Called to the edges: the inside-out labyrinth

someone walks towards the edge of a labyrinth in cathedral bathed in stained glass light

"Pioneer ministry is inhabiting the world of ever-increasing circles and walking a reverse labyrinth, journeying from the centre to the edge." Photo by Erez Attias on Unsplash

Lindsay Smith Being called to serve those on the edge was a case of ‘going home’ for Lindsay Smith. Here she shares her counter-intuitive journey to becoming ordained as a pioneer distinctive deacon in the Church of England.

The calling to the edge is, well, edgy – and often risky. It’s a place of fragility, rawness and a gift that is so profound you get a glimpse of Jesus being with and transforming the hearts of those who walk quietly along the bumpy, dangerous road that some call the edge.

My own story has seen me walk and continue to walk along that familiar bumpy road, where exclusion and social prejudices are the normality of everyday life. But the bumps that formed this road on the edge are comfortable ruts to me, and the edge was my home, a place of safety, a place where I functioned within my capabilities and found friendship and love.

As a pioneer distinctive deacon in the Church of England, my calling is to the forgotten corners of the world so Christ may be made visible. Yet through the process of ordination, I have been removed from the bumpy road of comfortable ruts and placed into the unfamiliar world of the centre.

Placed at the centre

You could say my ordination placed me firmly into the centre of a labyrinth, deep in the middle of the time-honoured church. Therefore, the only way to the edge, the only way to the people that I love and to the place where God is calling me to serve is to continually walk from the centre outwards (counter-culturally). In other words, ordained pioneer ministry is inhabiting the world of ever-increasing circles and walking a reverse labyrinth, journeying from the centre to the edge.

I first physically walked this reverse labyrinth while on my ordination retreat. But before I walked in the direction of ever-increasing circles, I walked inwards and followed the ancient practice of prayerfully walking the ever-decreasing circles of a labyrinth that always brings you into the centre. As I walked towards the labyrinth’s centre, I was desperately looking for ways to fully embody this journey of pilgrimage, to retreat from life and immerse my whole self into this journey of stillness, silence and solitude.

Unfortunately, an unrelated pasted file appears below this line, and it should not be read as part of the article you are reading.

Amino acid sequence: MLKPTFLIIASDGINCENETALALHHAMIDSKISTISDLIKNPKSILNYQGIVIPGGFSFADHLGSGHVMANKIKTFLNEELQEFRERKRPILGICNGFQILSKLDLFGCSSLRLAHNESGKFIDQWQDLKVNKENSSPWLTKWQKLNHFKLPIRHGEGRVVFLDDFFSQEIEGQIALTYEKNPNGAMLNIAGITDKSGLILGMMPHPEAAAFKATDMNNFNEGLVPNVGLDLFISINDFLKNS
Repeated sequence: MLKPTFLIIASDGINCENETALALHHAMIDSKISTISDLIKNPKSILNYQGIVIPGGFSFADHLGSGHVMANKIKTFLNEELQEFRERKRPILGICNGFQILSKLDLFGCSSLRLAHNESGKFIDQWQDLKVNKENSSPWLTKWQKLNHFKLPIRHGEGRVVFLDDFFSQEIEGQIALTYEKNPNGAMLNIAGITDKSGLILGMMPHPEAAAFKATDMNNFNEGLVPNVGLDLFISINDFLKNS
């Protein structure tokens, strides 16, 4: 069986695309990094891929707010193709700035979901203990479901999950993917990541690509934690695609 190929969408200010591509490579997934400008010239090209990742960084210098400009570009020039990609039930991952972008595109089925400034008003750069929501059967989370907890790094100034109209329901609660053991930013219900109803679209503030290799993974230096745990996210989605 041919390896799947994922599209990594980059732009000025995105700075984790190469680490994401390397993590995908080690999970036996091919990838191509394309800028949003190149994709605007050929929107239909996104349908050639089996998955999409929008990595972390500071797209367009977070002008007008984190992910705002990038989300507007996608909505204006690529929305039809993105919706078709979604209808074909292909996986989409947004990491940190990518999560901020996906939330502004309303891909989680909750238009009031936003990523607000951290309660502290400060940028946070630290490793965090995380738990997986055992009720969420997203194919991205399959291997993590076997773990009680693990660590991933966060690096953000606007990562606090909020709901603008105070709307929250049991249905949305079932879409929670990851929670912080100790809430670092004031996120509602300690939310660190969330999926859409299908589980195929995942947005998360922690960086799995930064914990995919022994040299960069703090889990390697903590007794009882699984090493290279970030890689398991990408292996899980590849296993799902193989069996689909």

I walked inwardly with purpose and felt nothing… not even a whisper or a hint of something spiritual or holy happening. Each time I landed in the centre of the labyrinth I felt called back out.

Called to walk out

After a while, I started experimenting with walking the labyrinth in different ways, barefooted, backward, eyes closed, and the list goes on. Only when I intentionally started my journey from the centre did I find a sense of inner peace and rediscovered those comfortable bumps and ruts of life.

I am a pioneer who occasionally stepped into the time-honoured church. Yet God has called me to be ordained as a deacon pioneer, to walk out through the west door of Wells cathedral and serve the time-honoured church from the centre outwards. To work with the bishops and the priests with whom I serve. To proclaim the gospel in word and deed, as agents for God’s purpose of love. To respond to the call of Christ and be a disciple who is called into the forgotten corners of the world so Christ may be made visible.

My ordination placed me in the centre, and God continues to call me outwards to walk to those living on the edge. To be with the sick, the lonely, the oppressed and the powerless in both the time-honoured church and with fellow seekers and nomads, to creatively respond to the Holy Spirit’s initiatives: establishing new contextual Christian communities that some might call church. To be in secular spaces and transform them in the name of Christ.

An affirming gift

The missional footsteps from centre to edge are mostly walked with foolish confidence, the odd wobble, and a carefree playfulness that has been nurtured and grown through the CMS Certificate in Pioneer Mission. I have had the amazing privilege to be involved in many different ways in the last three cohorts of the Certificate in Pioneer Mission in Bath and Wells and beyond. During the course discernment process, you get a sense that the candidates realise that God is calling them as they are, for who they are, and for the gifts that they bring. You can feel their joy and see their relief when they finally say God is calling ‘ME’.  Yet that was not my own journey through the first cohort: I was firm in myself and my understanding of pioneering. The course was an affirming gift that continues to underpin my daily ministry.

The distinctive nature of ordained diaconal ministry is the ministry God is calling me into. However, I did not become a deacon (I was already a pioneer) until the bishop laid her hands upon my head on 2 October 2022. The walking of the reverse labyrinth was the moment when I realised God really was calling ME, Lindsay, to be a pioneer deacon. Calling ME to playfully and prayerfully walk a reverse labyrinth with others along that familiar bumpy road, a place that others call the edge, a place that is home.

To find out more about the Certificate in Pioneer Mission, check out a hub near you.

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ANVIL journal of theology and mission

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